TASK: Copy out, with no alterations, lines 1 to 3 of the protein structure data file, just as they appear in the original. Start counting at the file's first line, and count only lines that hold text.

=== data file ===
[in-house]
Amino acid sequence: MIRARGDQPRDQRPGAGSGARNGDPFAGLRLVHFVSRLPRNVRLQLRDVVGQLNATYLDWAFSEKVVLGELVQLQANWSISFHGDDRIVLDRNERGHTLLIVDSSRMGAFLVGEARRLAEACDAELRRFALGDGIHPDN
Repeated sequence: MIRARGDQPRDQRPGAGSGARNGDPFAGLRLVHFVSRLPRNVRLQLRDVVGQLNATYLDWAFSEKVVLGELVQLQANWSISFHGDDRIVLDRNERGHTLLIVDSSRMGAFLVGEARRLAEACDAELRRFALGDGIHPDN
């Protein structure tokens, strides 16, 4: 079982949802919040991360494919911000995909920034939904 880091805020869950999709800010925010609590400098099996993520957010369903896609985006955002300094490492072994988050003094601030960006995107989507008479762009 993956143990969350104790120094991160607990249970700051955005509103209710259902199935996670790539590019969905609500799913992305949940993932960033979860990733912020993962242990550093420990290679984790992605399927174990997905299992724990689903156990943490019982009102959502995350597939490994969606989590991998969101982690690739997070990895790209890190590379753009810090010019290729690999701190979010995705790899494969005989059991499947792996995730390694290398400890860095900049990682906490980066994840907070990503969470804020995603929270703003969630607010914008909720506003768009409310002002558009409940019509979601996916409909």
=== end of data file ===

[in-house]
Amino acid sequence: MIRARGDQPRDQRPGAGSGARNGDPFAGLRLVHFVSRLPRNVRLQLRDVVGQLNATYLDWAFSEKVVLGELVQLQANWSISFHGDDRIVLDRNERGHTLLIVDSSRMGAFLVGEARRLAEACDAELRRFALGDGIHPDN
Repeated sequence: MIRARGDQPRDQRPGAGSGARNGDPFAGLRLVHFVSRLPRNVRLQLRDVVGQLNATYLDWAFSEKVVLGELVQLQANWSISFHGDDRIVLDRNERGHTLLIVDSSRMGAFLVGEARRLAEACDAELRRFALGDGIHPDN